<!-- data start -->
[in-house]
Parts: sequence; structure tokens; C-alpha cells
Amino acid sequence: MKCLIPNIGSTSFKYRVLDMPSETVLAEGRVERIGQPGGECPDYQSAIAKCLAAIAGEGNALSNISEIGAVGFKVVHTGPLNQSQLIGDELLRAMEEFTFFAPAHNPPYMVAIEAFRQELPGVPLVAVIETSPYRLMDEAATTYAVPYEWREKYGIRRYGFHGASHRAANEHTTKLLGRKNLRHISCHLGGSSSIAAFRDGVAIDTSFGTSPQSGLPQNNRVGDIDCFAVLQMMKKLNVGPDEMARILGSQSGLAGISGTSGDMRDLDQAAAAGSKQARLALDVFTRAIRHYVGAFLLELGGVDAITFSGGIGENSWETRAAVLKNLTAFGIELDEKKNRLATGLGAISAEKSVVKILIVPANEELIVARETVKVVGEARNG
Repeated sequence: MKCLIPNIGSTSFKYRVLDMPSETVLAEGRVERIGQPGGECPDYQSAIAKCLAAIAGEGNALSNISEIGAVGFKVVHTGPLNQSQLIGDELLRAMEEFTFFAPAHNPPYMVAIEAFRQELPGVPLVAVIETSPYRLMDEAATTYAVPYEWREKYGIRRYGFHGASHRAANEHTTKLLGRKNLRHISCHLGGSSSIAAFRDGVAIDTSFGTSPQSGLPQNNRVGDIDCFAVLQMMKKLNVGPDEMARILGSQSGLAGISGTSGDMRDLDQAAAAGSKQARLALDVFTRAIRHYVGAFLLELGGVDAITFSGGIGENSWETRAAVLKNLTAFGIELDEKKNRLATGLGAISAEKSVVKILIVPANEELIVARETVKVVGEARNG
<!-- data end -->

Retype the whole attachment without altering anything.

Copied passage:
[in-house]
Parts: sequence; structure tokens; C-alpha cells
Amino acid sequence: MKCLIPNIGSTSFKYRVLDMPSETVLAEGRVERIGQPGGECPDYQSAIAKCLAAIAGEGNALSNISEIGAVGFKVVHTGPLNQSQLIGDELLRAMEEFTFFAPAHNPPYMVAIEAFRQELPGVPLVAVIETSPYRLMDEAATTYAVPYEWREKYGIRRYGFHGASHRAANEHTTKLLGRKNLRHISCHLGGSSSIAAFRDGVAIDTSFGTSPQSGLPQNNRVGDIDCFAVLQMMKKLNVGPDEMARILGSQSGLAGISGTSGDMRDLDQAAAAGSKQARLALDVFTRAIRHYVGAFLLELGGVDAITFSGGIGENSWETRAAVLKNLTAFGIELDEKKNRLATGLGAISAEKSVVKILIVPANEELIVARETVKVVGEARNG
Repeated sequence: MKCLIPNIGSTSFKYRVLDMPSETVLAEGRVERIGQPGGECPDYQSAIAKCLAAIAGEGNALSNISEIGAVGFKVVHTGPLNQSQLIGDELLRAMEEFTFFAPAHNPPYMVAIEAFRQELPGVPLVAVIETSPYRLMDEAATTYAVPYEWREKYGIRRYGFHGASHRAANEHTTKLLGRKNLRHISCHLGGSSSIAAFRDGVAIDTSFGTSPQSGLPQNNRVGDIDCFAVLQMMKKLNVGPDEMARILGSQSGLAGISGTSGDMRDLDQAAAAGSKQARLALDVFTRAIRHYVGAFLLELGGVDAITFSGGIGENSWETRAAVLKNLTAFGIELDEKKNRLATGLGAISAEKSVVKILIVPANEELIVARETVKVVGEARNG